Obsessive compulsive disorder, also known as OCD, involves intrusive and repetitive thoughts (obsessions) typically accompanied by behaviors such as checking and counting that need to be performed, often many times (compulsions) in order to get the anxiety and uneasiness to diminish. Typical obsessive themes/thoughts can center on cleanliness, fear of contamination, and an intense need for order, where everything must be arranged just so.
Compulsive behaviors include frequent hand washing/bathing/showering, counting, and arranging. When the compulsive behavior is interrupted, anxiety spikes. Panic attacks and depression are common in OCD. The severity of OCD can range from minimal daily symptoms, such as checking the stove a few times to ensure that it’s off, to a point where most hours of the waking day are spent in an unending cycle of obsessive thoughts and compulsive behaviors.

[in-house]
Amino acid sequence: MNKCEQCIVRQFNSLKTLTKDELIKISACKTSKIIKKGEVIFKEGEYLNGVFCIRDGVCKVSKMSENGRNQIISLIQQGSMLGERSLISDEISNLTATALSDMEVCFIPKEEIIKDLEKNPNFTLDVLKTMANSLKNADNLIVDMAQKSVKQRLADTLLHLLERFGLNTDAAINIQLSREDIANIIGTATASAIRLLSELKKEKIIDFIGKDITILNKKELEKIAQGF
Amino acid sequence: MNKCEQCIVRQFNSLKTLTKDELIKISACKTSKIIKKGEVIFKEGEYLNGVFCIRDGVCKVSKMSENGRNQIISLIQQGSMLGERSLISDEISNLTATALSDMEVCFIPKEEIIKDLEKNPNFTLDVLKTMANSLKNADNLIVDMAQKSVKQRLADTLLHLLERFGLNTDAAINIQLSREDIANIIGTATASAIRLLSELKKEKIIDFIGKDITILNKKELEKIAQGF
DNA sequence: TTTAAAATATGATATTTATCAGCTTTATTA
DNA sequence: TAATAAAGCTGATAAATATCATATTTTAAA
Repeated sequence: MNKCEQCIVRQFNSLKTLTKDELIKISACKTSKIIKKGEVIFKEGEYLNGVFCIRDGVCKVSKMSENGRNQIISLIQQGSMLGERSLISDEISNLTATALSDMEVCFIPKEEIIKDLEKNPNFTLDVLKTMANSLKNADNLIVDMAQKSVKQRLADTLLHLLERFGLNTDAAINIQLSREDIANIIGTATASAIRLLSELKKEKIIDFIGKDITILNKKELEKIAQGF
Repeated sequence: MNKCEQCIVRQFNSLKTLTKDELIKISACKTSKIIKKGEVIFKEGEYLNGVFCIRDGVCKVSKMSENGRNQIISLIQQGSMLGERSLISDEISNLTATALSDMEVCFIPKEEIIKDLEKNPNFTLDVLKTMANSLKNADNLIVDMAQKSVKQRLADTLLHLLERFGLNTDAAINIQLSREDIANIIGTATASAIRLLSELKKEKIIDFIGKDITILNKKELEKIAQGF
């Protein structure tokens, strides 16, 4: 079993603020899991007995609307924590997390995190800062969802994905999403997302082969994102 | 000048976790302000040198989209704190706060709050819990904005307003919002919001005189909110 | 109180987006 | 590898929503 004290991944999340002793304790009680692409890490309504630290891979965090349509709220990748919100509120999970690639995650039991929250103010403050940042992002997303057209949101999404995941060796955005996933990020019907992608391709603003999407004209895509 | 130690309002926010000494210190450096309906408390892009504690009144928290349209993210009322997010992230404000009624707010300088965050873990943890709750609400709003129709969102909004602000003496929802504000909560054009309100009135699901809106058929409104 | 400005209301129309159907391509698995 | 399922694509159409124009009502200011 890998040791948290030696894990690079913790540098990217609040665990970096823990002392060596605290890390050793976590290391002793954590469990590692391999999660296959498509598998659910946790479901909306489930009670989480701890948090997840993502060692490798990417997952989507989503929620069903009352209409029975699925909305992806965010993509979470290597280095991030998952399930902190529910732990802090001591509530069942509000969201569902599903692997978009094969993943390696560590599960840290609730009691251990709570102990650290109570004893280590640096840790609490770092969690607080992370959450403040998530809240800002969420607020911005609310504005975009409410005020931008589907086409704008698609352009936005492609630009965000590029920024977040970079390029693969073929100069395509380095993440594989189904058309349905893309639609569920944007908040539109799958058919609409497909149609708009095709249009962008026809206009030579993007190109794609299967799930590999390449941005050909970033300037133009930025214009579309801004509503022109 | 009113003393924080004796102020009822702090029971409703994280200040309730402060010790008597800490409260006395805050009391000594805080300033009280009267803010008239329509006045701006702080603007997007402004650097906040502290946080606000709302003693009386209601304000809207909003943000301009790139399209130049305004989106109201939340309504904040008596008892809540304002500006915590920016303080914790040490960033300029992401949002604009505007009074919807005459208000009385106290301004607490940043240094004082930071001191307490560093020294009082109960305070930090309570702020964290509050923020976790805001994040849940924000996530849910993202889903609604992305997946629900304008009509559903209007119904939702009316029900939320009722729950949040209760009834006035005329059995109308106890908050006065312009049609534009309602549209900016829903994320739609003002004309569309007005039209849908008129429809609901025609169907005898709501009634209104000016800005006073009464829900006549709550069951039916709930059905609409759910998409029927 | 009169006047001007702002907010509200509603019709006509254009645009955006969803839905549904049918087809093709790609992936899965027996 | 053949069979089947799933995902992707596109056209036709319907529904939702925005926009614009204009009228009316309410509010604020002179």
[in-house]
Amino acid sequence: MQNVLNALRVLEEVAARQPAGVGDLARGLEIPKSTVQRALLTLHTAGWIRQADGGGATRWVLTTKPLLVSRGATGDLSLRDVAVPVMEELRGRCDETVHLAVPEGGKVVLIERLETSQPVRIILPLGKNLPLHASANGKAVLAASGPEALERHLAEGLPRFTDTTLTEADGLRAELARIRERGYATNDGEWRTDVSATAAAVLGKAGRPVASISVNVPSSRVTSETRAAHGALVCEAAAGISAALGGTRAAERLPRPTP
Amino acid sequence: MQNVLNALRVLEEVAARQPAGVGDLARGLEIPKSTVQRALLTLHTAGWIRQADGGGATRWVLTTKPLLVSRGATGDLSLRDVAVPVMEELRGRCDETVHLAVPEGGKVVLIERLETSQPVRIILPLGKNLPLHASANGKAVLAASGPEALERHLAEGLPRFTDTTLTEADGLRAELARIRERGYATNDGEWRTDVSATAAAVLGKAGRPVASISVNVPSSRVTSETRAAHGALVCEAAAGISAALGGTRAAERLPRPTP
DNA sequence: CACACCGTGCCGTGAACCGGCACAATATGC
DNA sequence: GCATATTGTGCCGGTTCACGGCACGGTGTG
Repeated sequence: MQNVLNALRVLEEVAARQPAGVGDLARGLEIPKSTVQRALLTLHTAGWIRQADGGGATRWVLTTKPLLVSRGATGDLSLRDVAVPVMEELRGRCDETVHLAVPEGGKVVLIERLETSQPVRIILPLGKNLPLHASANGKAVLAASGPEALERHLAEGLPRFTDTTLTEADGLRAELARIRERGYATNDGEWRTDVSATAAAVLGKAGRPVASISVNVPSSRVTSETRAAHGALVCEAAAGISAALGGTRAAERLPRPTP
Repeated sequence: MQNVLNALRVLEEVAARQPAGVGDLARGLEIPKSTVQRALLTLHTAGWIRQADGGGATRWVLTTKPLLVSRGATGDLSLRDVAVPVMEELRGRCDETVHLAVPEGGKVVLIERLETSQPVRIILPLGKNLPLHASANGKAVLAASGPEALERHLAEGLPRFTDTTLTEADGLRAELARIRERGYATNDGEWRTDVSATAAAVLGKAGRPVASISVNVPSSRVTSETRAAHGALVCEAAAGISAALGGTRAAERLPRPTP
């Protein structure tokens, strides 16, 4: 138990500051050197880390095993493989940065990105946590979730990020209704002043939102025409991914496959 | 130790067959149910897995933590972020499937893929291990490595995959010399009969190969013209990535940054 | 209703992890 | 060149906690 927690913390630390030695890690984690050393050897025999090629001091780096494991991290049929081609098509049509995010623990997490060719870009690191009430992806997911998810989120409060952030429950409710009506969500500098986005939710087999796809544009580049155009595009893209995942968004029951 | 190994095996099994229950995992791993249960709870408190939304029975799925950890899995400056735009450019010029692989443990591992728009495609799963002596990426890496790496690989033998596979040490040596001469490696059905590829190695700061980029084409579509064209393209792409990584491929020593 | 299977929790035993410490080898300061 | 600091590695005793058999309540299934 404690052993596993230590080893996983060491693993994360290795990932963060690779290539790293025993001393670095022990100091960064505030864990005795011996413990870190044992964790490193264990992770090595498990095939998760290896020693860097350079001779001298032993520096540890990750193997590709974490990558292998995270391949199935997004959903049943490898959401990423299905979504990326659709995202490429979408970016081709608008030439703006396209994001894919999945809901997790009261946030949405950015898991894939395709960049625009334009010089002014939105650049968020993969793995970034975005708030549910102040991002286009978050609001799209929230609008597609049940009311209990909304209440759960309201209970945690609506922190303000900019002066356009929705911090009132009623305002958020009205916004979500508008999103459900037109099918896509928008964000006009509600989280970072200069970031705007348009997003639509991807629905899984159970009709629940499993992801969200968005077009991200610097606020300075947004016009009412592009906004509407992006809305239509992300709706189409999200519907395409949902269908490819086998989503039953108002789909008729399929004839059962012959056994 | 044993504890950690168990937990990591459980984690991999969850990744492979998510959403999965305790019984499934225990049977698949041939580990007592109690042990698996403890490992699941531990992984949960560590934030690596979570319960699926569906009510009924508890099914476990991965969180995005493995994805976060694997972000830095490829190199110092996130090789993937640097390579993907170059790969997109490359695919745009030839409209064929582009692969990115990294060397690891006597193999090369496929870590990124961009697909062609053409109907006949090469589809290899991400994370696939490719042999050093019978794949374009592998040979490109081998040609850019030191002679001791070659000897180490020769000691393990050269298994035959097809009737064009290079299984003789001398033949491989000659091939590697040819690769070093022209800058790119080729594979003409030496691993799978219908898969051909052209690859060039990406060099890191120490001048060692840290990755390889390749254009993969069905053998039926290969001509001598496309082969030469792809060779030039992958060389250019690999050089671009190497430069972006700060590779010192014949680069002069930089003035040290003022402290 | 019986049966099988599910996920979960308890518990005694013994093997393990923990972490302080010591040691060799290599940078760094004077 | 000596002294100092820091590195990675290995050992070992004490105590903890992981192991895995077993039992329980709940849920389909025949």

As with the other anxiety disorders, OCD can co-occur with bipolar disorder, and if criteria are present for both, the two diagnoses are used.